3 years supervised release


Umesh Oza

aka “Kevin”


RICO Conspiracy


4 months in prison,

180 days home confinement,

3 years supervised release


“The sentence imposed yesterday for one of the leaders of the Westside Crips demonstrates the seriousness of these crimes and will hopefully deter younger members of the community from becoming members of criminal street gangs,” said U.S. Attorney Robert S. Brewer. “Sex trafficking is a crime that has long-lasting and devastating effects on the women who are controlled by gang members.  This office will continue to target criminal street gangs that promote serious crimes, such as sex trafficking, narcotics trafficking, and other violent crimes in our communities.”

Brewer praised prosecutors Alessandra Serano and Joseph Orabona and law enforcement partners for investigation and legal work that has resulted in a halt to dangerous gang activity.

“One of the top priorities for the DEA in San Diego is dismantling criminal street gangs that profit by selling sex and drugs in our community.  The profit, cold hard cash, in turn fuels the violence on our streets,” said Special Agent in Charge Karen Flowers.  “DEA will continue to target and put away criminal street gang members like Mr. Austin because it makes San Diego County a safer place to live.”

“For over a decade, this sophisticated street gang terrorized the streets of Oceanside and the surrounding areas for profit,” said IRS Criminal Investigation’s Special Agent in Charge Ryan L. Korner.  “Our agency plays a unique role in federal law enforcement’s resolve to dismantle criminal gang enterprises. Our agents target the profit and financial gains of these violent organizations, following the money in an effort to disrupt these organizations and bring their members to justice.”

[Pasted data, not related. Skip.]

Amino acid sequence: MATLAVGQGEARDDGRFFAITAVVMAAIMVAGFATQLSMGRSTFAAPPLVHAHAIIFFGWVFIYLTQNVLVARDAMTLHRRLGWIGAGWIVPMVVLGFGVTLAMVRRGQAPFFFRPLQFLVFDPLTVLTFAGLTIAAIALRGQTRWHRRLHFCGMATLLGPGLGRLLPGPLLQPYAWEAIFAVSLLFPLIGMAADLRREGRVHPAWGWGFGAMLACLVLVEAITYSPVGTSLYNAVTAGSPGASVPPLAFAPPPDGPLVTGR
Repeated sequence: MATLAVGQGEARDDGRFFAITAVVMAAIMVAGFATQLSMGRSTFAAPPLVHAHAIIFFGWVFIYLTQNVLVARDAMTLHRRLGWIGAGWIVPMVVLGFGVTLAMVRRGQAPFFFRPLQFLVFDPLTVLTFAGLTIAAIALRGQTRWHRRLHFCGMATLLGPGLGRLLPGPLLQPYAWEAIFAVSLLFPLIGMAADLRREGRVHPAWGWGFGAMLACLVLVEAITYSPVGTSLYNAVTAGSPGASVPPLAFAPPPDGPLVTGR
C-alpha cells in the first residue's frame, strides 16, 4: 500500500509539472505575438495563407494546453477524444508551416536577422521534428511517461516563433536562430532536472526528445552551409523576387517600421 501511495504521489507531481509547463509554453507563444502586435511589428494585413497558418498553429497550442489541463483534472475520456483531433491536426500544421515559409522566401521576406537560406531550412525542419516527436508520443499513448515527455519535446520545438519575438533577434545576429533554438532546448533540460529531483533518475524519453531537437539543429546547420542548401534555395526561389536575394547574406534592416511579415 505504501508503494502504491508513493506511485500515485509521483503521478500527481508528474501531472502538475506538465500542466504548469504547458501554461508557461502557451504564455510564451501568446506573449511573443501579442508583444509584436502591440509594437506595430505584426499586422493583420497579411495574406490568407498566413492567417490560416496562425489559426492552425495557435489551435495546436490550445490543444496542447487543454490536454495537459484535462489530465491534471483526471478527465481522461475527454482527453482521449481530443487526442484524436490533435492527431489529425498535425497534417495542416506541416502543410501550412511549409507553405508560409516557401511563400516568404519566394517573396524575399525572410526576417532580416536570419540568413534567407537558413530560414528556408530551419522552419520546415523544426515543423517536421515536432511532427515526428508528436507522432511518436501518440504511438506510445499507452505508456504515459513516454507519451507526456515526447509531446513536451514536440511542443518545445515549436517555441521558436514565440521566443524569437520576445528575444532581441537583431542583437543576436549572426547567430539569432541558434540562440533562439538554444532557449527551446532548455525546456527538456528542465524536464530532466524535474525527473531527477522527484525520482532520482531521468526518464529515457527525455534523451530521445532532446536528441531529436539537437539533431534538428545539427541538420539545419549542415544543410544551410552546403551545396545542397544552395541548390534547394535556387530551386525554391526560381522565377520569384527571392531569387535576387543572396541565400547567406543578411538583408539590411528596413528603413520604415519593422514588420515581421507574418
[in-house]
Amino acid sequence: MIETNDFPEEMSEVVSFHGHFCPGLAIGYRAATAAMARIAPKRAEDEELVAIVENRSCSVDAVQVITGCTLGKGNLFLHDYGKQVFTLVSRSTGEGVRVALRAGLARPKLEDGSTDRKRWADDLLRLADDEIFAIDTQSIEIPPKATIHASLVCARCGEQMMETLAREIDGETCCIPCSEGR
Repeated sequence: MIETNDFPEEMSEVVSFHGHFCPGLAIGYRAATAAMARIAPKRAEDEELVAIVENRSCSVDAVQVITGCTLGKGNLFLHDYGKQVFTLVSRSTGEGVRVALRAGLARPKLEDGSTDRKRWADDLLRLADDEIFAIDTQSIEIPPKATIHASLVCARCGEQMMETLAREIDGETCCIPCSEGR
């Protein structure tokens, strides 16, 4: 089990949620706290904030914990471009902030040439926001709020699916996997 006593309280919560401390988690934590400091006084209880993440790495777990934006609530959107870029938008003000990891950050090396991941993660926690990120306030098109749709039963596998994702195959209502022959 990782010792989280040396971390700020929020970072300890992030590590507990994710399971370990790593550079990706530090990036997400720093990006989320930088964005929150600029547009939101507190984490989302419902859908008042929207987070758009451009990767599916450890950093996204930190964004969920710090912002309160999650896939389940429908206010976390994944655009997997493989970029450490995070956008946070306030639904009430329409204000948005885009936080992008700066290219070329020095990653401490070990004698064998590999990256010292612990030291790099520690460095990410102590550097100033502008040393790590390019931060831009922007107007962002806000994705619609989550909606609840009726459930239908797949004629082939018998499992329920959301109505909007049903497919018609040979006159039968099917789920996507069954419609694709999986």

“The Oceanside Police Department would like to thank the U.S. Attorney's Office and other law enforcement agencies for their collaboration and hard work during this operation.  “It is collective efforts like this that highlight why the San Diego region is a model for other law enforcement agencies to emulate, to keep their communities safe,” said Oceanside Police Chief Frank McCoy.

The remaining defendant, William Bright, has a sentencing hearing on May 13, 2019.

This case is the result of the ongoing efforts by the Organized Crime Drug Enforcement Task Force (OCDETF), a partnership that brings together the combined expertise and unique abilities of federal, state and local law enforcement agencies. The principal mission of the OCDETF program is to identify, disrupt, dismantle and prosecute high-level members of drug trafficking, weapons trafficking and money laundering organizations and enterprises.

DEFENDANT                                                           Case Number: 17CR0270-JAH                              

Corey DeShawn Austin aka “Westwood”                  Age: 38                       Oceanside, CA


Title 18, United States Code, Section 1962(d) - Conspiracy to Conduct Enterprise Affairs Through a Pattern of Racketeering Activity

Maximum Penalties: 20 years’ in prison, a fine of $250,000, three years of supervised release

Title 21, United States Code, Section 841(a)(1) – Possession with Intent to Distribute Controlled Substances

Maximum Penalties: 5 years’ in prison, a fine of $250,000, three years of supervised release


North County Narcotics Task Force

Drug Enforcement Administration

Oceanside Police Department

Internal Revenue Service

Updated March 8, 2019

Violent Crime
Press Release Number: CAS19-0308-Austin